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Department of Geography


Geographies of Worker Empowerment in the New Economy: Labour Market Intermediaries in the Call Centre Industry (India and UK)

Over the last decade, call centres have been one of the largest employment generators in Western Europe, with many local economic development agencies keen to attract and retain them, in order to foster local indigenous growth in a world of heightened spatial competition and of eroding regional policy. However, call centres have also been heavily criticised with regard to the Tayloristic and routinised nature of work; high levels of surveillance and control of (predominantly female) workers; flattened occupational hierarchies with limited career progression; poor work-life balance; and a lack of training in transferable skills. Thus, call centres have been variously described as ‘electronic sweatshops’, ‘twentieth century panopticons’, and ‘assembly lines in the head’.

Cartoon showing an exhausted man carrying a huge phone in front of a large clock However, a number of scholars have now begun to question these inherited orthodoxies. This joint research project by Dr Bhaskar Vira and Dr Al James

compared the labour market experiences of workers within an established (UK) and newly emerging (India) location in the call centre industry, an industry widely regarded as epitomising the new kinds of ‘flexible’ work and employment which characterise the New Economy more generally. In contrast to other firm-centred accounts of the call centre industry, this project developed an alternative worker-centred analysis to explore: (i) the lived experiences of call centre workers across the work-home boundary in different national contexts; (ii) labour mobility patterns of call centre workers prior, during and subsequent to leaving the call centre industry; and (iii) the role of different labour market intermediaries in mediating work and training practices, brokering employment relationships, and improving labour market outcomes for call centre workers in different national contexts. Additionally, the project aimed to increase the credibility of the applicants when applying for funds for a subsequent larger-scale project that extends this work to examine the movements of call centre workers into other sectors of the New Economy in India and in the UK.

Call centre workers
Call centre workers, Delhi (Photo: Al James, July 2006)

Primary fieldwork was conducted in India’s National Capital Region (Delhi, Noida and Gurgaon) in five phases: July 2006, December 2006, May 2007; November 2007 and August 2008. In the UK, interview-based fieldwork was conducted over the course of 2008, with a particular focus on the NorthWest region (this region has several parallels with India’s NCR in terms of organisational initiatives and concern to professionalise the Contact Centre industry, so offered a very useful comparative context for research).

The research was funded by the Nuffield Foundation (Social Science Small Research Grant: SGS 32848; £11 413 July 2006 – March 2008) with additional funding provided by (i) the Smuts Memorial Fund (University of Cambridge) (£1090); (ii) £4000 from the Isaac Newton Trust (University of Cambridge); (iii) £1000 from the Economy, Development and Social Justice Research Group at Queen Mary, University of London; and (iv) £750 from the Department of Geography, University of Cambridge. The project has succeeded in creating a number of rich datasets which are quite unique in this field of research (much previous research has tended to base findings on much smaller samples). In India, 40 in-depth interviews and group discussions were conducted (each between 1 and 2 hours) with call centre agents, ex-call centre workers, labour organisers, economic development officials, and representatives from a range of labour market intermediaries (including recruitment and placement agencies, language trainers, and culture trainers). Phase I of the regional worker mobility survey covered 511 call centre workers, working in 53 different call centres. Phase II covers 250 ex-call centre workers. In the UK, 16 in-depth interviews were completed with a range of labour market intermediaries in this industry. The researchers have also used a market research agency in the UK (YouGov) to administer a UK version of the India worker survey instruments which was completed in December 2008 producing a UK dataset of 546 call centre workers. In addition to the creation of these new primary datasets as part of this research project, two major secondary datasets have been obtained for the UK: the Contact Babel UK Contact Centre Operational Review 2008, and the Voice of the Contact Centre Agent report (based on a survey of over 900 Call Centre agents in the UK, conducted by YouGov on behalf of Sabio). In India, the researchers have obtained the NASSCOM-Everest India BPO Study 2008, which is the leading study of industry and labour market trends in India’s call centre industry.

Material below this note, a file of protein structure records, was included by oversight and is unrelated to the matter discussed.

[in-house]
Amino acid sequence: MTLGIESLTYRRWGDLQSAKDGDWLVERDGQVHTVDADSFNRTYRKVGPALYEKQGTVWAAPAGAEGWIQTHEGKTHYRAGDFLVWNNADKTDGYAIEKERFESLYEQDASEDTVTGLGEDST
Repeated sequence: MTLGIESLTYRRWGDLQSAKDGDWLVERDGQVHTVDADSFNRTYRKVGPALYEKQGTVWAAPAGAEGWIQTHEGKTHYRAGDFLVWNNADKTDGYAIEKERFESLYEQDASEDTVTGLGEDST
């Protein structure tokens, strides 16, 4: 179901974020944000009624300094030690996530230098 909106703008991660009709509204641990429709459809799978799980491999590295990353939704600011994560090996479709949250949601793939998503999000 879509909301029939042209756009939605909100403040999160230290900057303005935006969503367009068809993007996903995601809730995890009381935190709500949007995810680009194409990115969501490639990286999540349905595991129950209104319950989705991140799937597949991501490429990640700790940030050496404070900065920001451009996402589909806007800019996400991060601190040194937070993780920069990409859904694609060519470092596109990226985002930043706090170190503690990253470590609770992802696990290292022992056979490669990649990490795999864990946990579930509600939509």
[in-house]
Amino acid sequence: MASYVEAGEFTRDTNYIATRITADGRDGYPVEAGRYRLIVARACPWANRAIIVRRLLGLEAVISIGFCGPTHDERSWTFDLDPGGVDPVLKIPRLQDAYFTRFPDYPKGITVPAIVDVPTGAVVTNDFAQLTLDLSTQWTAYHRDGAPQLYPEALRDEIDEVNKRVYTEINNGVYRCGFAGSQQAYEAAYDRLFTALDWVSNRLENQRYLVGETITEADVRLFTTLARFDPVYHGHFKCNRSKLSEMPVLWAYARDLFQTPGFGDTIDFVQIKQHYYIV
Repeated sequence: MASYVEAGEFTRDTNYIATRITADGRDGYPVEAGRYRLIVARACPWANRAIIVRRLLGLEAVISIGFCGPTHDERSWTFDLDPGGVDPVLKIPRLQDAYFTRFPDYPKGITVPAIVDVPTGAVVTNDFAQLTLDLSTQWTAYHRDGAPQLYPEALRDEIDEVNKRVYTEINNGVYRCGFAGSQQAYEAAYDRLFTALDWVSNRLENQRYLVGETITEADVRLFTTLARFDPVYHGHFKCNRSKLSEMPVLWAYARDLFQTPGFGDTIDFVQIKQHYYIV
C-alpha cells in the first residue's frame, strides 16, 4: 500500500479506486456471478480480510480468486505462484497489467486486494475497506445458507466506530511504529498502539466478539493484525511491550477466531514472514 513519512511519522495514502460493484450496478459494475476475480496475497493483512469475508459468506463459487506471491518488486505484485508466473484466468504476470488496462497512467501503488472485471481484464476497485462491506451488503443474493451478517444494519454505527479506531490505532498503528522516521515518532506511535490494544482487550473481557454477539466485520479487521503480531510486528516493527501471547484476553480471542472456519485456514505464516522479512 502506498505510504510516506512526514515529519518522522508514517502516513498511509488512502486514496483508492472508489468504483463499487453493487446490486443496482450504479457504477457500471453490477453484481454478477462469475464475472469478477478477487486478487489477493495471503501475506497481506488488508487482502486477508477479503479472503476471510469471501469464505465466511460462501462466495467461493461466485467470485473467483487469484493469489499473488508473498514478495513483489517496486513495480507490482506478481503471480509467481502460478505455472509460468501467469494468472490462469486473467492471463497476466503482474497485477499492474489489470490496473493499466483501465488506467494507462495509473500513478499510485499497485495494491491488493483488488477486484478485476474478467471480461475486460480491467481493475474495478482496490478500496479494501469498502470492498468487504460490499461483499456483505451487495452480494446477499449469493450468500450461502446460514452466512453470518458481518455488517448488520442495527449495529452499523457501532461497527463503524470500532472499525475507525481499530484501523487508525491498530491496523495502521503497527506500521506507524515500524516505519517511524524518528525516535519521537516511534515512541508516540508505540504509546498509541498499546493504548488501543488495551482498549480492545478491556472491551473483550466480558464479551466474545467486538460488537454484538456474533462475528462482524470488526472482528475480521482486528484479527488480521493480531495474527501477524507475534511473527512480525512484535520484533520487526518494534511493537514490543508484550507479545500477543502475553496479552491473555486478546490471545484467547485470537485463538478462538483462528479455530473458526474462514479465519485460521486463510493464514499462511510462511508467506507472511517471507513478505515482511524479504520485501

Main findings

(i) Geographical reconfiguration of call centre work and employment: The project examined the labour market experiences of call centre workers in India and the UK. One key element of the research findings concerns the considerable geographical reconfiguration that takes place once call centre work and employment is offshored from the Global North to the Global South, and its wider implications for development agendas. Call centre work in India generally attracts a more upwardly mobile and better educated set of applicants in comparison to the UK. It is perceived as an employment of choice within a wider Indian economic context (since the early 1990s) of considerable growth, but less than proportionate increase in job opportunities. The call centre industry in India has continued to grow rapidly over the period of the study, which has meant a continued demand for workers, and perceptions of an impending skill shortage in the sector. This has significant implications for career progression and labour organising in the industry, since it creates market conditions in which existing workers exercise reasonable individual bargaining power (RP1), and are able to move very quickly between jobs and firms (progression through interfirm ‘career staircases’) . The labour mobility paths that have been documented in this research suggest that the Indian experience contrasts sharply with the widely held view of (UK) call centre jobs as ‘dead-end’ work; instead these are perceived as opportunities for a newly emergent middle class to enjoy access to relatively high incomes, and high consumption lifestyles, while also providing workers with transferable skills that are potentially of value in the development of the wider (service) economy (RP2).